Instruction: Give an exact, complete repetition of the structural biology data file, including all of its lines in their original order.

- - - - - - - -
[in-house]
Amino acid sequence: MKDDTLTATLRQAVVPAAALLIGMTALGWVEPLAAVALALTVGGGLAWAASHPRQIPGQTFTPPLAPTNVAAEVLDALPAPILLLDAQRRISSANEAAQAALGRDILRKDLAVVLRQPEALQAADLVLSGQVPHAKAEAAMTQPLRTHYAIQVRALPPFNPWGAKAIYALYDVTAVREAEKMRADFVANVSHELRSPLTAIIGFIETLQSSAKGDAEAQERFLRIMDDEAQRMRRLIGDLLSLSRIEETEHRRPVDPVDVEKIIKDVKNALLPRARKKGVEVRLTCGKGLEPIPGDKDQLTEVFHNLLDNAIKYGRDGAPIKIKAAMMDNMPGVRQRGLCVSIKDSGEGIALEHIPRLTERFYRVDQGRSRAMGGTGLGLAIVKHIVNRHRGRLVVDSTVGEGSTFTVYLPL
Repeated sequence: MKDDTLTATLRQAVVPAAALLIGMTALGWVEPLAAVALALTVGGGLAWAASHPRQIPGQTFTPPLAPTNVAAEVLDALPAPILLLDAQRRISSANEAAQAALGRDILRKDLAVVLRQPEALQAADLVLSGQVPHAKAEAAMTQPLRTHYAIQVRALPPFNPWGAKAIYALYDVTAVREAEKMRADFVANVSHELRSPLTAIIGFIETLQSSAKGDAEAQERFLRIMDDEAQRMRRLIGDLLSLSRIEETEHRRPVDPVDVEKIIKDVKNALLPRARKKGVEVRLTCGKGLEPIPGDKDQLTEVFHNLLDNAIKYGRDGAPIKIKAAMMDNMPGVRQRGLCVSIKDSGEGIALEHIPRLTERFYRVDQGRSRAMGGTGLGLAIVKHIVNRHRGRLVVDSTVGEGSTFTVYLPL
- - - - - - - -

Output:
[in-house]
Amino acid sequence: MKDDTLTATLRQAVVPAAALLIGMTALGWVEPLAAVALALTVGGGLAWAASHPRQIPGQTFTPPLAPTNVAAEVLDALPAPILLLDAQRRISSANEAAQAALGRDILRKDLAVVLRQPEALQAADLVLSGQVPHAKAEAAMTQPLRTHYAIQVRALPPFNPWGAKAIYALYDVTAVREAEKMRADFVANVSHELRSPLTAIIGFIETLQSSAKGDAEAQERFLRIMDDEAQRMRRLIGDLLSLSRIEETEHRRPVDPVDVEKIIKDVKNALLPRARKKGVEVRLTCGKGLEPIPGDKDQLTEVFHNLLDNAIKYGRDGAPIKIKAAMMDNMPGVRQRGLCVSIKDSGEGIALEHIPRLTERFYRVDQGRSRAMGGTGLGLAIVKHIVNRHRGRLVVDSTVGEGSTFTVYLPL
Repeated sequence: MKDDTLTATLRQAVVPAAALLIGMTALGWVEPLAAVALALTVGGGLAWAASHPRQIPGQTFTPPLAPTNVAAEVLDALPAPILLLDAQRRISSANEAAQAALGRDILRKDLAVVLRQPEALQAADLVLSGQVPHAKAEAAMTQPLRTHYAIQVRALPPFNPWGAKAIYALYDVTAVREAEKMRADFVANVSHELRSPLTAIIGFIETLQSSAKGDAEAQERFLRIMDDEAQRMRRLIGDLLSLSRIEETEHRRPVDPVDVEKIIKDVKNALLPRARKKGVEVRLTCGKGLEPIPGDKDQLTEVFHNLLDNAIKYGRDGAPIKIKAAMMDNMPGVRQRGLCVSIKDSGEGIALEHIPRLTERFYRVDQGRSRAMGGTGLGLAIVKHIVNRHRGRLVVDSTVGEGSTFTVYLPL